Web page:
Just as despair can come to only from other human beings, hope, too, can be given to one only by other human beings.
From "Hunger: An Unnatural History" by Sharman Apt Russell:
In 1997, I went to Guatemala and spent time with an American woman who had come to this country as a Peace Corps worker. Eventually she married a Guatemalan and settled in the village of Tejar. All across the world, people like this woman find themselves in poor villages where some version of God speaks to them, 'Find a need and fill it.' This woman focused on education. In order to attend school, Guatemalans must pay for a uniform, supplies, and registration fee. The cost per child per year is about $75, an impossible sum for most families. My American went back to her American friends and began a scholarship program that now sends almost a hundred children in Tejar to school. She found the funds for a one-room public library. She worked to set up a daycare where the young children of working parents could get meals and medicine. She transformed lives.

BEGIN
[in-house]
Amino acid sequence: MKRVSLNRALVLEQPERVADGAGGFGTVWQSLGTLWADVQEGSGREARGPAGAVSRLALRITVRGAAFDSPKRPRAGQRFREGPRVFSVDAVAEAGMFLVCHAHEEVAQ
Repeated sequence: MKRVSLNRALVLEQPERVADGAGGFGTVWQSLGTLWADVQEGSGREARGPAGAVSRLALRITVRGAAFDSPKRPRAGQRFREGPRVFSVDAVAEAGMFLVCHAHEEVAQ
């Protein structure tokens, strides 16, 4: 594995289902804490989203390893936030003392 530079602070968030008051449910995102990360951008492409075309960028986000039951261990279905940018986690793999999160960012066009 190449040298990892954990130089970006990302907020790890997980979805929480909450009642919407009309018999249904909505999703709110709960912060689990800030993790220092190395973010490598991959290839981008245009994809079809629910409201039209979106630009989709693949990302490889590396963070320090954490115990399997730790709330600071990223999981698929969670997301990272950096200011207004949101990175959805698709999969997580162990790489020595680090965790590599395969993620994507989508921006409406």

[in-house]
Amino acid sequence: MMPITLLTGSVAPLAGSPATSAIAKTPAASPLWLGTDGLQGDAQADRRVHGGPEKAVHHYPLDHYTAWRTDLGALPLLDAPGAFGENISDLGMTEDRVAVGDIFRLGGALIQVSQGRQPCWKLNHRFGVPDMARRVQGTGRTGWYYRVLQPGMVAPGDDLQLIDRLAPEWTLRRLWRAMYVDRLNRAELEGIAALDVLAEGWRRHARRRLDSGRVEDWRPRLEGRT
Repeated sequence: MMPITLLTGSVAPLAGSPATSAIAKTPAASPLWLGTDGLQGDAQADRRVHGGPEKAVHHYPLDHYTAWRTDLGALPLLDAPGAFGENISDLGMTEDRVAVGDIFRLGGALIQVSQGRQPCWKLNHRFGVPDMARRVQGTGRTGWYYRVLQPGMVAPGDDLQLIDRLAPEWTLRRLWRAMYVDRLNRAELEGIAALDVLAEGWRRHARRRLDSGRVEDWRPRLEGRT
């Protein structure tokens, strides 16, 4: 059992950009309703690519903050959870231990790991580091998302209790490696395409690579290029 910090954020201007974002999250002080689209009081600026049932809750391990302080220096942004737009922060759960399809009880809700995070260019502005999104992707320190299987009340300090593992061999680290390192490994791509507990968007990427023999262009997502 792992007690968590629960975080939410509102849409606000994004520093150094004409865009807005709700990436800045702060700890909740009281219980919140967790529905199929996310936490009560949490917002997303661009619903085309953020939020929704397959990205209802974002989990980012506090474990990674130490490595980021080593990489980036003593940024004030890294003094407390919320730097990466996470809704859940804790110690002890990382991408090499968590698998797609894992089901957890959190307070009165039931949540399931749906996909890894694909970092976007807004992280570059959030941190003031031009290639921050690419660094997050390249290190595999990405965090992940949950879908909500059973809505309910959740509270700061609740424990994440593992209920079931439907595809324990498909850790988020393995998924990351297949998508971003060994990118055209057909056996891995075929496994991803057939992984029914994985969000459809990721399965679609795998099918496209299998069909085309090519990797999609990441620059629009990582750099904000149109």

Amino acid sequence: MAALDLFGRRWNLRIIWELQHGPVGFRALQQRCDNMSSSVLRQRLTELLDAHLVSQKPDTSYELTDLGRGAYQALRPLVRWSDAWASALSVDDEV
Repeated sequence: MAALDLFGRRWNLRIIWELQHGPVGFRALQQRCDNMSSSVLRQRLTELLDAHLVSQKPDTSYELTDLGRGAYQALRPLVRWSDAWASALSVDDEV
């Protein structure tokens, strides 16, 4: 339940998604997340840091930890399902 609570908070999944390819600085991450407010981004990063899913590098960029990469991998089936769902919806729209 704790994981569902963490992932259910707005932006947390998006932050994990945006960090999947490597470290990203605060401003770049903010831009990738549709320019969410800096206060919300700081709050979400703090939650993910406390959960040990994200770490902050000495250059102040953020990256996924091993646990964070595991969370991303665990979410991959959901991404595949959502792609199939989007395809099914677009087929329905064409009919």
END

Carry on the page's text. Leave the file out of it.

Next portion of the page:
"While in Guatemala, I also went to a few tourist sites, to see the Resplendent Quetzal in the cloud forest and the archaeological ruins in Tikal, where I easily spent $75 many times over. That was my epiphany. I will give money to the woman in Tejar and to organizations like Concern Worldwide. I will help - but only so much, only so far. It is not that I believe these children are less than my own. It is not that I believe I do not have a responsibility for them. It is just that in a world of haves and have-nots, I do not want to give up too much of what I have. I do not want to diminish the complexity and diversity of my life. Instead I will choose to spend another $75 on myself rather than send another child to school, and I will choose to do this over and over again. I no longer think of myself as a good person. I have adjusted to that.
"About 800 million chronically malnourished people live in the world. Almost as many experience food shortages and are vulnerable to sudden hunger, the famine caused by drought or war. The truth is that whatever I am willing to do is not enough. Whatever the woman in Tejar is willing to do is not enough."